• Rishi says:

    “Be the change you what to see in the world” – Mahatma Gandni

    If I reflect on my life, I notice that when I’m “giving” versus “receiving” I feel a much greater sense of happiness. This is in many facets of my life, especially relationships.

    Many times we get caught up on what we don’t have. This trap can cause us to forget the true source of happiness. Love.

  • Glen Stansberry says:

    Wow, fantastic post Chris. I love the Pavarotti quote.

    What I love about what you’re doing is that when you ask for people to buy your products, you’ve already established yourself as a “giver”. When people don’t first establish themselves as givers and try and sell to their audience, it doesn’t go over well.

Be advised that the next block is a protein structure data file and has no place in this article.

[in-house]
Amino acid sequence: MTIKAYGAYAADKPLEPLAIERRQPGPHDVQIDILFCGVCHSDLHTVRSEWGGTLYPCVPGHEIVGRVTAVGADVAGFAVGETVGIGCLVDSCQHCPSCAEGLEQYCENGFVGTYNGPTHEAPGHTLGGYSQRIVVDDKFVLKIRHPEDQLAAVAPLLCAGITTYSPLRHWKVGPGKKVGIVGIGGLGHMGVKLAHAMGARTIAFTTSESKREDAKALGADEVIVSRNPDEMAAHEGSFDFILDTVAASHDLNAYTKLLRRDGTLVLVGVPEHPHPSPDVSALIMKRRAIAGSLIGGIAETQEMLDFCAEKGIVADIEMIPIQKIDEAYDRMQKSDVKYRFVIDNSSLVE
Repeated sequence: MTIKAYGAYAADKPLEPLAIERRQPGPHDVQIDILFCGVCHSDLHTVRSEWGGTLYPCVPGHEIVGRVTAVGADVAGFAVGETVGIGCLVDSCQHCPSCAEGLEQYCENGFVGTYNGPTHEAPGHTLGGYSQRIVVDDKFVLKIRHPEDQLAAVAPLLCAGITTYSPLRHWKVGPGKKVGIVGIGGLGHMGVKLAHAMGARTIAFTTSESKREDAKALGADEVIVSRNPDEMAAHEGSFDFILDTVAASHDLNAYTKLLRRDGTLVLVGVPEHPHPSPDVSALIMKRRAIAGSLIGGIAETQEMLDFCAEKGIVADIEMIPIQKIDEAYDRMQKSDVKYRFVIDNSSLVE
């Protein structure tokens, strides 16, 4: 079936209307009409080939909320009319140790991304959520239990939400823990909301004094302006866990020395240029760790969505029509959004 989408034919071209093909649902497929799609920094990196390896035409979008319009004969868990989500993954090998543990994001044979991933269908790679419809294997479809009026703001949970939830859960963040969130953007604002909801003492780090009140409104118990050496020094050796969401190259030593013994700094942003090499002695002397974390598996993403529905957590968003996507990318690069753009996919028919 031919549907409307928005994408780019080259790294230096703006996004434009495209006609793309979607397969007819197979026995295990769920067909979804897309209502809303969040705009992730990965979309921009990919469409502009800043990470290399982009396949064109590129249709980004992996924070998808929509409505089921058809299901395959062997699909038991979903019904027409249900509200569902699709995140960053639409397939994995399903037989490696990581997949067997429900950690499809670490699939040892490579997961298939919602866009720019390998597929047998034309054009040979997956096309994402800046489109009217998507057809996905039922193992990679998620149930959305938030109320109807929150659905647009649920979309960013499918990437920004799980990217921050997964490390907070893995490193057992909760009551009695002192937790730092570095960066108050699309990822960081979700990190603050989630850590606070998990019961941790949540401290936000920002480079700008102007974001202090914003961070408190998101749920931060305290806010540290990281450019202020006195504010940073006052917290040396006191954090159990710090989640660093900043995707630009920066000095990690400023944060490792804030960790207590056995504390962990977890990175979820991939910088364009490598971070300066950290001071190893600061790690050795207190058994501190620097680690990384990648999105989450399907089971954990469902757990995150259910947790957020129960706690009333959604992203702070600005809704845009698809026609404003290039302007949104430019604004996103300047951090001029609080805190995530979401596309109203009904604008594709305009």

It’s clear that guys like you, Jonathan and J.D. are so spectacular because you GIVE first. And second. And third. And then when you finally ask for something, people are very receptive.

  • Frankerson P says:

    That’s some great advice. Definitely something I need to work on. I tend to be more generous and open in ‘real life’. I think the anonymity of the Internet makes it more difficult for me to start conversations and talk to more people. Thinking about it now though, I suppose it should be even easier online.

    Thanks for the inspiration!

  • Julian Summerhayes says:

    If you want to truly master the art of giving then the best ever book to read is the Go-Giver by Bob Burg. I haven’t stopped smiling since I read it.